by Sarah Craighead Dedmon
Kimberly Pushard and Angela Bussell had been missing since Wednesday, Feb. 22, when they were last seen in a Springfield, Maine, gas station. The Topsham police department had issued a silver alert the day prior, and Maine law enforcement agencies, including Maine Game Wardens, joined in the search.
Warden Brad Richard of Princeton was brought onto the search on Sunday, Feb. 26, after two days of single-digit and subzero temperatures.
“I was assigned to run out every road in Township 39 and Township 40 and get as much done as possible, understanding there was a lot of country to cover,” said Richard. “It was a needle-in-a-haystack situation, and it’s such a vast piece of wilderness. There are hundreds of miles of logging roads through there, and where they picked to go, we didn’t know.”
Richard had already covered at least 90 miles of trails on his snowmobile when his GPS batteries were low, so he stopped to change them. During that pause, Richard looked at his map and noted two road systems that hadn’t been checked yet — one to the south and one to the north.
“I really can’t answer why I went to the north instead of to the south, other than that’s where I felt I wanted to go,” he recalled.
He followed the northern route for a mile before he came to another decision point. The snowmobile trail banked left, and a logging road went straight.
“There were no tracks. Nothing had gone that way,” he said. “I stopped and stood up and looked and then thought it almost looked like there had been tracks before.”
Richard followed the road for a few hundred yards before it was apparent there were tracks, and they were from a narrow-wheelbase vehicle.
“I kept going. I could tell it was a one-way track going in, and there was no track going out,” said Richard, who now knew there was a good chance he was on the trail of Pushard and Bussell, who were traveling in a red 2012 Jeep Compass.
It was then that he took a moment to steel himself.
“In our job, sometimes we have time to mentally prepare ourselves, other times we don’t,” Richard recalled. “I knew these ladies were missing for four days and that it had been subzero temps, and that’s not a good combination.”
Coming around a corner, Richard spotted their vehicle covered in snow.
“There was no one around,” he said, fearing the worst. “I shut my snowmobile off and stood up and hollered twice, ‘Hello, game warden!’”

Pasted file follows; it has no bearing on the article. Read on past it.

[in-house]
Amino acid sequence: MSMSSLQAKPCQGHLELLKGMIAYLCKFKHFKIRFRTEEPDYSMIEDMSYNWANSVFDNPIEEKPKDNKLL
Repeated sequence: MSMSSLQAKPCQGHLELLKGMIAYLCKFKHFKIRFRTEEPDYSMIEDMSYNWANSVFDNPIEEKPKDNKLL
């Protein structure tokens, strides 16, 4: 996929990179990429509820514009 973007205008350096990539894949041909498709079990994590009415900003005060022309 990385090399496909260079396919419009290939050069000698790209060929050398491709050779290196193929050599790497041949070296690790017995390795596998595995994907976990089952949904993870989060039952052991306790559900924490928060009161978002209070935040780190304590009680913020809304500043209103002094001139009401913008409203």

He only had to wait a matter of seconds before the driver’s side door opened, and a woman said hello.
“I said, ‘Kim?’ and she said, ‘How did you know my name?’” said Richard, smiling. “I said, ‘Well, we’ve been looking for you.’”
Richard learned that the ladies had run out of gas on Friday night and had been without heat all that time.
“While we were helping them out of the car, Kim [Pushard] had a half-full 2-liter bottle of soda under her arm, and it was frozen solid,” Richard said. “That goes to show how cold it was where they were.”
After giving them the food and water he had with him, Richard told the ladies he needed to go bring in some other people to help get them out of there.
Bussell, who had been in the back of the car, responded energetically.
“She goes, ‘Well, get going then!’” laughs Richard.
Using a neighboring man’s side-by-side, the women were moved out of the road where their car was stuck, and taken to Penobscot Valley Hospital.
“And as far as I know, they were let out last night,” said Richard.
In addition to the game wardens, Topsham Police, Maine Forest Service, and Maine State Police participated in the search, among other agencies.
“Everyone was working together to try to find them,” said Richard. “It was as great an outcome as one could ever imagine.”
When Maine Game Warden Brad Richard saw one set of tracks going down the logging trail and no tracks coming back out, he knew he might be about to locate the two women, who had been missing for five days. Photo courtesy Maine Department of Inland Fisheries & Wildlife